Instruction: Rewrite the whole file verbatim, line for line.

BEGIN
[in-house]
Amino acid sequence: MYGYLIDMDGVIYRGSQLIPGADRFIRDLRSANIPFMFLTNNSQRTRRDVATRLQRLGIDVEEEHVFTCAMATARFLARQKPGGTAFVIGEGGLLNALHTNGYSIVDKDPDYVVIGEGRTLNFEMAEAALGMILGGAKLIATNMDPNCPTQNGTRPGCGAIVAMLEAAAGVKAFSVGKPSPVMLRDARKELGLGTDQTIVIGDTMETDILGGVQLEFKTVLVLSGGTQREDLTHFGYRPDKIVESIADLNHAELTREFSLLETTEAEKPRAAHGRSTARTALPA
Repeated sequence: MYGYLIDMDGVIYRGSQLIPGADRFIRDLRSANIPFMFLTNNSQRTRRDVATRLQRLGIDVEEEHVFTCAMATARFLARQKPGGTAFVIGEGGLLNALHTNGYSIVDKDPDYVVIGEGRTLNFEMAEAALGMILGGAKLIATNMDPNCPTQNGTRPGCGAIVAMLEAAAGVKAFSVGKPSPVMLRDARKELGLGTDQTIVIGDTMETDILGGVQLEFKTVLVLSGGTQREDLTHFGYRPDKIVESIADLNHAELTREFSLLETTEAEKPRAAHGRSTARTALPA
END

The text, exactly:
[in-house]
Amino acid sequence: MYGYLIDMDGVIYRGSQLIPGADRFIRDLRSANIPFMFLTNNSQRTRRDVATRLQRLGIDVEEEHVFTCAMATARFLARQKPGGTAFVIGEGGLLNALHTNGYSIVDKDPDYVVIGEGRTLNFEMAEAALGMILGGAKLIATNMDPNCPTQNGTRPGCGAIVAMLEAAAGVKAFSVGKPSPVMLRDARKELGLGTDQTIVIGDTMETDILGGVQLEFKTVLVLSGGTQREDLTHFGYRPDKIVESIADLNHAELTREFSLLETTEAEKPRAAHGRSTARTALPA
Repeated sequence: MYGYLIDMDGVIYRGSQLIPGADRFIRDLRSANIPFMFLTNNSQRTRRDVATRLQRLGIDVEEEHVFTCAMATARFLARQKPGGTAFVIGEGGLLNALHTNGYSIVDKDPDYVVIGEGRTLNFEMAEAALGMILGGAKLIATNMDPNCPTQNGTRPGCGAIVAMLEAAAGVKAFSVGKPSPVMLRDARKELGLGTDQTIVIGDTMETDILGGVQLEFKTVLVLSGGTQREDLTHFGYRPDKIVESIADLNHAELTREFSLLETTEAEKPRAAHGRSTARTALPA